1545PD - The effect of cannabis use on tumor response to Nivolumab in patients with advanced malignancies

Date 09 September 2017
Event ESMO 2017 Congress
Session Supportive and palliative care
Topics Supportive Measures
Immunotherapy
Supportive and Palliative Care
Therapy
Presenter Tarek Taha
Citation Annals of Oncology (2017) 28 (suppl_5): v543-v567. 10.1093/annonc/mdx388
Authors T. Taha, S. Talhamy, M. Wollner, A. Peer, G. Bar-Sela
  • Oncology, Rambam Health Care Campus, 31096 - Haifa/IL

Abstract

Background

In recent years, immunotherapy, which enhances the immune system's response to tumors, has come into clinical use. At the same time, the use of cannabis, which has potential immune-suppressive effects, is increasing in oncology patients, mainly for palliative indications. A large number of patients is being treated with these two modalities and interaction is possible. The aim of this study was to evaluate the influence of cannabis use during immunotherapy treatment on response rate (RR), progression-free survival (PFS) and overall survival (OS).

Methods

In this retrospective, observational study, data was collected from the files of patients treated with Nivolumab in the years 2015-2016 at Rambam Health Care Campus in Haifa, Israel. Nivolumab was given to 140 patients (89 Nivolumab alone, 51 Nivolumab plus cannabis) with advanced melanoma, non-small-cell lung cancer, and renal clear cell carcinoma. The groups were homogenous regarding demographic and disease characteristics. A comparison of patients treated with Nivolumab plus cannabis to Nivolumab alone was made.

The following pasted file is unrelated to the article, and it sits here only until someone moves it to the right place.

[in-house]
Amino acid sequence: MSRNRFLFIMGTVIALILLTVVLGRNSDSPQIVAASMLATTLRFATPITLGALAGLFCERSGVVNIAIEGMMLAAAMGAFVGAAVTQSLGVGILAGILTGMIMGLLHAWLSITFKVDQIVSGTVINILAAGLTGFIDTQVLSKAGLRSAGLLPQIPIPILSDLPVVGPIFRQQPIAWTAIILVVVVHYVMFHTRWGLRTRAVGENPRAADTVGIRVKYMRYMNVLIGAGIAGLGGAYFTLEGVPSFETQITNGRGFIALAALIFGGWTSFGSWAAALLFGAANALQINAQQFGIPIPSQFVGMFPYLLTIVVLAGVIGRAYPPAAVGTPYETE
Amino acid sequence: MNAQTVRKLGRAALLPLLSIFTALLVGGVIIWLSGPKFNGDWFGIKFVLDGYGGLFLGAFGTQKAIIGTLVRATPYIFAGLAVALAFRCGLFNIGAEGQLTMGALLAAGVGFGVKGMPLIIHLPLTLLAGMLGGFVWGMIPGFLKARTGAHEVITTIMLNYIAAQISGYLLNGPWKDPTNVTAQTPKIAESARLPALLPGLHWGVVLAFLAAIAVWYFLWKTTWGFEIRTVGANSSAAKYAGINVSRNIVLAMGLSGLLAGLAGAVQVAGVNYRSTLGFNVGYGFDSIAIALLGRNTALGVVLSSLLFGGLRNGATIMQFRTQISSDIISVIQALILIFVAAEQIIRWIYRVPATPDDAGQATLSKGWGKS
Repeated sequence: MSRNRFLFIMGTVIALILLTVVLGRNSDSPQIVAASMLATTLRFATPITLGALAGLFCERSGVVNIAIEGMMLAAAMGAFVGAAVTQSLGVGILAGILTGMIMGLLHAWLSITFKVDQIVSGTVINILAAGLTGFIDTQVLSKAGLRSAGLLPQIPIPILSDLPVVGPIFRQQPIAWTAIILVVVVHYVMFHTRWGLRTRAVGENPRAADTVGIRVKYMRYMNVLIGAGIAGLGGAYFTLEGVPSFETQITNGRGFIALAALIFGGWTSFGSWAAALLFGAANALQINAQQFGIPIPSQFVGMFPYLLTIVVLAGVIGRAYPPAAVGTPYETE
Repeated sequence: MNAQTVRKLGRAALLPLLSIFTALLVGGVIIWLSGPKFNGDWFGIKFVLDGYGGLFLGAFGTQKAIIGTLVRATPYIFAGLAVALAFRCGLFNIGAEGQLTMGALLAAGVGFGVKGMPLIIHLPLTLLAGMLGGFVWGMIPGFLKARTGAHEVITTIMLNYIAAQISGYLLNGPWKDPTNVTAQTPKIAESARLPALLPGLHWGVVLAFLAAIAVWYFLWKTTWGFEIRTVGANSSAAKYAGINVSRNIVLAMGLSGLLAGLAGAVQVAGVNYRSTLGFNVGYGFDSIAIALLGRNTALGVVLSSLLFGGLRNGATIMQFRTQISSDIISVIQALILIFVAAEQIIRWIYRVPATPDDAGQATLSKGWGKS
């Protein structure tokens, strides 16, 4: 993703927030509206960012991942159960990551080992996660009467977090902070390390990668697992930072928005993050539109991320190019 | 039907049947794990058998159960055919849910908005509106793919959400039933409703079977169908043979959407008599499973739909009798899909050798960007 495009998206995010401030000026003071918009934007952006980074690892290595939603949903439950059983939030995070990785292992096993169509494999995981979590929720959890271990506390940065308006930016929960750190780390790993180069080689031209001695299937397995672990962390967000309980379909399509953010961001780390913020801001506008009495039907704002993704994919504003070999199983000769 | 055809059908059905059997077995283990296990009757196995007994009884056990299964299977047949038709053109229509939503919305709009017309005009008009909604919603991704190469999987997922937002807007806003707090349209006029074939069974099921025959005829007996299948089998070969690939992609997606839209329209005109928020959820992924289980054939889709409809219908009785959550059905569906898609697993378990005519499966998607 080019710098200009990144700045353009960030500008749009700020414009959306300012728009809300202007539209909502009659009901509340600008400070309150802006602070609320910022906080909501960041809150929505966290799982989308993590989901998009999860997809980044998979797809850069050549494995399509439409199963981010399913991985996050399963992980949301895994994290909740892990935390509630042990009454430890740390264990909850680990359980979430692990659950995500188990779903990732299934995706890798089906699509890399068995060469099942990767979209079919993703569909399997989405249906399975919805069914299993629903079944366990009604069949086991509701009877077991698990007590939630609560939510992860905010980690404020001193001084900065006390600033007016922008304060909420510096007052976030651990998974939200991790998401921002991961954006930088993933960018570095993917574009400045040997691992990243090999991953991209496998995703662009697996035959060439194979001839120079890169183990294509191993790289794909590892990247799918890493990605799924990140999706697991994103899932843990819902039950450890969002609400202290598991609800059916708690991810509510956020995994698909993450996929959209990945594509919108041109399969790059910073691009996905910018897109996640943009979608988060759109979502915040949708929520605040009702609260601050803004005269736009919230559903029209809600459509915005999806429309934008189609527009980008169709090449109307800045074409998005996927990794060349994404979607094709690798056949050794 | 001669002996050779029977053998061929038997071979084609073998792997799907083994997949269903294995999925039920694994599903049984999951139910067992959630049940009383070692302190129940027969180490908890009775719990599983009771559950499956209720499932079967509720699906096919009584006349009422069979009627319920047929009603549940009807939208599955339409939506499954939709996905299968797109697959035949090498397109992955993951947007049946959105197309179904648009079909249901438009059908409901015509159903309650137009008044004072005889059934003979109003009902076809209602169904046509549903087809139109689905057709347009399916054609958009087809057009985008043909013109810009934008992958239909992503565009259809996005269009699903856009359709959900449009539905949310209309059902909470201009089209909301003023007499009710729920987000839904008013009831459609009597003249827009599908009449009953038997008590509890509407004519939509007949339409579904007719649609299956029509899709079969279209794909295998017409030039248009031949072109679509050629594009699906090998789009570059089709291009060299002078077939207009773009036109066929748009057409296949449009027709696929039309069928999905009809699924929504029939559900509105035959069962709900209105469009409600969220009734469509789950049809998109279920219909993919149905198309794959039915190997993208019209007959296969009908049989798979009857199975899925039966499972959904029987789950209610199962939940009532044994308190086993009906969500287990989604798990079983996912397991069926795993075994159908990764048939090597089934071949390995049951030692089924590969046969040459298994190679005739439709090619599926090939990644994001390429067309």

Results

In a multi-variant model, cannabis was the only significant factor which reduced RR to immunotherapy (37.5% RR in Nivolumab alone compared to 15.9% in the Nivolumab plus cannabis group (p = 0.016, OR = 3.13, CI95% 1.24-8.13). Cannabis use was not a significant factor for PFS or OS. Factors affecting PFS were smoking (adj HR = 2.41), brain metastases (adj HR = 2.04), and response to therapy (adj HR = 4.89). Factors that reduced OS were smoking (adj HR = 2.41), brain metastases (adj HR = 2.83), hypertension (adj HR = 2.28), low performance status and disease progression (adj HR = 2.83).

Conclusions

In this retrospective analysis, the use of cannabis in combination with immunotherapy decreased RR to treatment, without affecting PFS or OS. This information can be critical for a large group of patients, and requires caution when starting immunotherapy. Considering the limitations of the study, further prospective clinical study is needed to investigate possible interaction.

Clinical trial identification

Legal entity responsible for the study

Local Helsinki Committee (IRB)

Funding

None

Disclosure

All authors have declared no conflicts of interest.